Championship Park is dead
We got our $40 million back.
By the time Plant City Mayor Rick Lott presented the proposal for Jim Norman’s giant sports complex at 10:30 a.m. today, it was clear that there was not anywhere near enough political support to pass the project, so Lott fell back to Plan B. Admitting that there were too many unanswered questions, he said he could not ask other elected officials to vote for the project at this time, so he asked, instead, for them to form another task force to study the project some more.
His move was anticipated by the dozen citizens who spoke against the project before his presentation. Each one, while presenting many intelligent arguments against the project, also asked the commissioners to stop spending our money on studying this project and vote it down today so we could release the $40 million for other things this county needs.
Only two citizens spoke in favor of Championship Park, one of whom admitted to a vested interest as owner of 400 acres nearby which he would like to develop.
All the commissioners made long speeches, but I liked the citizen comments best. Limited to 3 minutes each they were articulate, intelligent and passionate. The transcript should be online tomorrow, if you want to see what everyone had to say. In a nutshell: everyone likes kids and sports, but thinks this is the wrong project in the wrong place at the wrong time—well, everyone but the guy who wants to develop nearby, some other guy, and Jim Norman, who expressed his deep disappointment with his fellow commissioners who left him flapping in the breeze on this one (see the transcript tomorrow).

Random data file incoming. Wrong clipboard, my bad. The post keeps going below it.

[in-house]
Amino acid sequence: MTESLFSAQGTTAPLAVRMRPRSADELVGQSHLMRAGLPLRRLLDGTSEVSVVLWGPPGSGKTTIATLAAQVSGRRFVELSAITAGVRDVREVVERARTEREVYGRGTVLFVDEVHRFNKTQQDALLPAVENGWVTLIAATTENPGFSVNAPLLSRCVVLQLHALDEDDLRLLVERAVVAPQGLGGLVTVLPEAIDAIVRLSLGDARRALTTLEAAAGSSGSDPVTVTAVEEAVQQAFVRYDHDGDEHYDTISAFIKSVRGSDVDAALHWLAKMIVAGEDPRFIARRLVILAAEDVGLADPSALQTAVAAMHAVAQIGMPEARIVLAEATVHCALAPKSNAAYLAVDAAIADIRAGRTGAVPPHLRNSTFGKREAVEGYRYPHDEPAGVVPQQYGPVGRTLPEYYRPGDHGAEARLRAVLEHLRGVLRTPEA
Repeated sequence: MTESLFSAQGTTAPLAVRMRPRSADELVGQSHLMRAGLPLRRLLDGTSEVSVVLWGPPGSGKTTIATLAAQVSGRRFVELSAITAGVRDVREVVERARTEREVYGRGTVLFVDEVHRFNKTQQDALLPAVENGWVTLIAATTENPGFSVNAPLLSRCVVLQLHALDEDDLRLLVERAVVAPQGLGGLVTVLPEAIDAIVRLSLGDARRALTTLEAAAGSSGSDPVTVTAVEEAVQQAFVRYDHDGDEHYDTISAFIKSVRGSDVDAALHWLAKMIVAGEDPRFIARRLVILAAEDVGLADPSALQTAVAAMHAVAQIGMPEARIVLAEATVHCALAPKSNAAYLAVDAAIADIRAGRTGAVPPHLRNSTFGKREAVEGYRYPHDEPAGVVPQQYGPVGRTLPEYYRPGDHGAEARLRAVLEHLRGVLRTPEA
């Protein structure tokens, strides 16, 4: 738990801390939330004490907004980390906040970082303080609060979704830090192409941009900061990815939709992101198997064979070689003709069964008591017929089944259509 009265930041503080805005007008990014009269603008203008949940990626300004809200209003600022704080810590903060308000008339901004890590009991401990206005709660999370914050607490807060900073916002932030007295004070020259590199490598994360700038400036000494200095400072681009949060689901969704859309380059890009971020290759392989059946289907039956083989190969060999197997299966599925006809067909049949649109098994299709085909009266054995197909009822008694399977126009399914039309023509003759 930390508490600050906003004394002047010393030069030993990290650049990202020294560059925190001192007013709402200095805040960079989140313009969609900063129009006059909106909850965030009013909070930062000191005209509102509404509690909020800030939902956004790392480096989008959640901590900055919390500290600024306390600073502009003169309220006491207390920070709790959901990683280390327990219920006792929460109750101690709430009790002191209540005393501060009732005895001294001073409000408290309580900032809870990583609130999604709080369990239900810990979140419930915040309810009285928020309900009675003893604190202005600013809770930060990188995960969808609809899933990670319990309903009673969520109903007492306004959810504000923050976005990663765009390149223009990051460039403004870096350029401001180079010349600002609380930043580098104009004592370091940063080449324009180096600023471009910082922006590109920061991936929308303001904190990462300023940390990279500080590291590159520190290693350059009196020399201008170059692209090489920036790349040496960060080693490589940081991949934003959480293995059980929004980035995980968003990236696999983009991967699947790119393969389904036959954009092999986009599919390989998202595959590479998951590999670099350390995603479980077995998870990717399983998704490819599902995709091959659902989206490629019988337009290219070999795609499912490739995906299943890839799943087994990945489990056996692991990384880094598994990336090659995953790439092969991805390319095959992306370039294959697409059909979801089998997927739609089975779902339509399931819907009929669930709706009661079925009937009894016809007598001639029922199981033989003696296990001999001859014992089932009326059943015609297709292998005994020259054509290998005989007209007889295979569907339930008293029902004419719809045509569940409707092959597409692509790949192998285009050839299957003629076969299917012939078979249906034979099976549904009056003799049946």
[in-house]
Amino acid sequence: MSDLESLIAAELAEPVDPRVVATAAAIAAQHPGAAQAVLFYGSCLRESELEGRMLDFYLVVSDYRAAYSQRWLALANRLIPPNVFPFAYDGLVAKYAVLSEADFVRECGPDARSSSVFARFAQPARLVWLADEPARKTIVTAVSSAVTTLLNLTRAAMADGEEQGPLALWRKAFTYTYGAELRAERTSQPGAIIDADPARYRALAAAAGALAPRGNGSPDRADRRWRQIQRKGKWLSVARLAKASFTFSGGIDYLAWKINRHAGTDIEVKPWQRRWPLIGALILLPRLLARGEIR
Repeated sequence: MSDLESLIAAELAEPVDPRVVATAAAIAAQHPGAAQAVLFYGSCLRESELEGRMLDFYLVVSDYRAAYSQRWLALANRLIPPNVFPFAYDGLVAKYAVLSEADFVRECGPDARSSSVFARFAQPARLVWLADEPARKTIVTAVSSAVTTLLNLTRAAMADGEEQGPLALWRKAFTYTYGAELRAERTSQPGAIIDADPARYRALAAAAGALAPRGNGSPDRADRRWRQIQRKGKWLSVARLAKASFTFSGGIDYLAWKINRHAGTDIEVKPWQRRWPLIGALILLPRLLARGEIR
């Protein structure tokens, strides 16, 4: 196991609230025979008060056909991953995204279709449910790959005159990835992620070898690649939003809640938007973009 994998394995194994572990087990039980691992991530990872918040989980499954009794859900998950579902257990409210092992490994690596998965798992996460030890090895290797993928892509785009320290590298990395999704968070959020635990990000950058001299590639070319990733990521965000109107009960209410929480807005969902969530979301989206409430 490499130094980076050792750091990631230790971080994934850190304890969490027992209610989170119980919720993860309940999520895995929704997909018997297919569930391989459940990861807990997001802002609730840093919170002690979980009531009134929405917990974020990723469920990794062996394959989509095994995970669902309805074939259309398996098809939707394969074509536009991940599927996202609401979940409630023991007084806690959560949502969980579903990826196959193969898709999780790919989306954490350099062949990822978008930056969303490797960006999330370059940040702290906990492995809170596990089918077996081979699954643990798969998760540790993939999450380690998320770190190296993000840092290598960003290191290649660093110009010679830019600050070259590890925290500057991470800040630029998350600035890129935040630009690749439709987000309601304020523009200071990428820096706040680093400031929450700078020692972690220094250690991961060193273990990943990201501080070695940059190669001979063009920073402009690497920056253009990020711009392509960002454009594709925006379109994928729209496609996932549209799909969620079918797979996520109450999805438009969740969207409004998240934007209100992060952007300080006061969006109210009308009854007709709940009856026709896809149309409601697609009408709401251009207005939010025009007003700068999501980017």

By the end of the discussion, 6 of the 7 county commissioners had indicated they would not support Championship Park in an up or down vote today. So commission chair Jim Norman passed the gavel to vice-chair Ken Hagan, in order to make a motion to follow Rick Lott’s Plan B, which came with a recommended list of people (stuffed with supporters) for a new Task Force to continue studying the idea, thus keeping Norman’s pet project alive, and keeping our $40 million locked up. (Keep in mind we’ve already spent some $300,000 studying this over two years.)
The motion died for lack of a second.